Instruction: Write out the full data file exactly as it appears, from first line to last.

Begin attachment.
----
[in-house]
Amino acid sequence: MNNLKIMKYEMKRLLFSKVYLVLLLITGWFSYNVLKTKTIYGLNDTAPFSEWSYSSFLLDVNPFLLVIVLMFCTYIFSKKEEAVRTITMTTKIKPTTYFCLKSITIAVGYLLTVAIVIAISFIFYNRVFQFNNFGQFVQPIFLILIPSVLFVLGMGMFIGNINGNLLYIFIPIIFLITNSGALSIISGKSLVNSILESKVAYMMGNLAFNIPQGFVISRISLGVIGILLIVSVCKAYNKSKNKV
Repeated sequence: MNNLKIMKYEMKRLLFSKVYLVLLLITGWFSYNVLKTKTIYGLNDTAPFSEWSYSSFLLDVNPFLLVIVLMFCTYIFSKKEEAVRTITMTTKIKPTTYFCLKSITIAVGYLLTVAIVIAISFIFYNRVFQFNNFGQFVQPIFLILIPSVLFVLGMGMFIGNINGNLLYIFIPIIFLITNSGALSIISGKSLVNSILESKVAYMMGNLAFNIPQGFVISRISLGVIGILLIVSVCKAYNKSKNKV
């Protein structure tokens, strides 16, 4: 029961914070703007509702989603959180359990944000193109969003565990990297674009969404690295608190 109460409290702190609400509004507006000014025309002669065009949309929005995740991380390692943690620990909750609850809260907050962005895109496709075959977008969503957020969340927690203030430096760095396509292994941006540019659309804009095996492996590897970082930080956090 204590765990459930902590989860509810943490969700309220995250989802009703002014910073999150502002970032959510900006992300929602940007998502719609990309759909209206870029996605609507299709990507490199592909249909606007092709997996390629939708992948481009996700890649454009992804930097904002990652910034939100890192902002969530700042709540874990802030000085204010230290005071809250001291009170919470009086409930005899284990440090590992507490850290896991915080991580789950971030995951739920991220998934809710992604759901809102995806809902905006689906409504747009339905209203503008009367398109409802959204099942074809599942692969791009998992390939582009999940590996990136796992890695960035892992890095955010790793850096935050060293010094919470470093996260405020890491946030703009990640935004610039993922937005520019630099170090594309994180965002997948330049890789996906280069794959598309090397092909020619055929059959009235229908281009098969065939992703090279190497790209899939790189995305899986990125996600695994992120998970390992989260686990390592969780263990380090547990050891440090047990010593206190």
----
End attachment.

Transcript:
[in-house]
Amino acid sequence: MNNLKIMKYEMKRLLFSKVYLVLLLITGWFSYNVLKTKTIYGLNDTAPFSEWSYSSFLLDVNPFLLVIVLMFCTYIFSKKEEAVRTITMTTKIKPTTYFCLKSITIAVGYLLTVAIVIAISFIFYNRVFQFNNFGQFVQPIFLILIPSVLFVLGMGMFIGNINGNLLYIFIPIIFLITNSGALSIISGKSLVNSILESKVAYMMGNLAFNIPQGFVISRISLGVIGILLIVSVCKAYNKSKNKV
Repeated sequence: MNNLKIMKYEMKRLLFSKVYLVLLLITGWFSYNVLKTKTIYGLNDTAPFSEWSYSSFLLDVNPFLLVIVLMFCTYIFSKKEEAVRTITMTTKIKPTTYFCLKSITIAVGYLLTVAIVIAISFIFYNRVFQFNNFGQFVQPIFLILIPSVLFVLGMGMFIGNINGNLLYIFIPIIFLITNSGALSIISGKSLVNSILESKVAYMMGNLAFNIPQGFVISRISLGVIGILLIVSVCKAYNKSKNKV
């Protein structure tokens, strides 16, 4: 029961914070703007509702989603959180359990944000193109969003565990990297674009969404690295608190 109460409290702190609400509004507006000014025309002669065009949309929005995740991380390692943690620990909750609850809260907050962005895109496709075959977008969503957020969340927690203030430096760095396509292994941006540019659309804009095996492996590897970082930080956090 204590765990459930902590989860509810943490969700309220995250989802009703002014910073999150502002970032959510900006992300929602940007998502719609990309759909209206870029996605609507299709990507490199592909249909606007092709997996390629939708992948481009996700890649454009992804930097904002990652910034939100890192902002969530700042709540874990802030000085204010230290005071809250001291009170919470009086409930005899284990440090590992507490850290896991915080991580789950971030995951739920991220998934809710992604759901809102995806809902905006689906409504747009339905209203503008009367398109409802959204099942074809599942692969791009998992390939582009999940590996990136796992890695960035892992890095955010790793850096935050060293010094919470470093996260405020890491946030703009990640935004610039993922937005520019630099170090594309994180965002997948330049890789996906280069794959598309090397092909020619055929059959009235229908281009098969065939992703090279190497790209899939790189995305899986990125996600695994992120998970390992989260686990390592969780263990380090547990050891440090047990010593206190």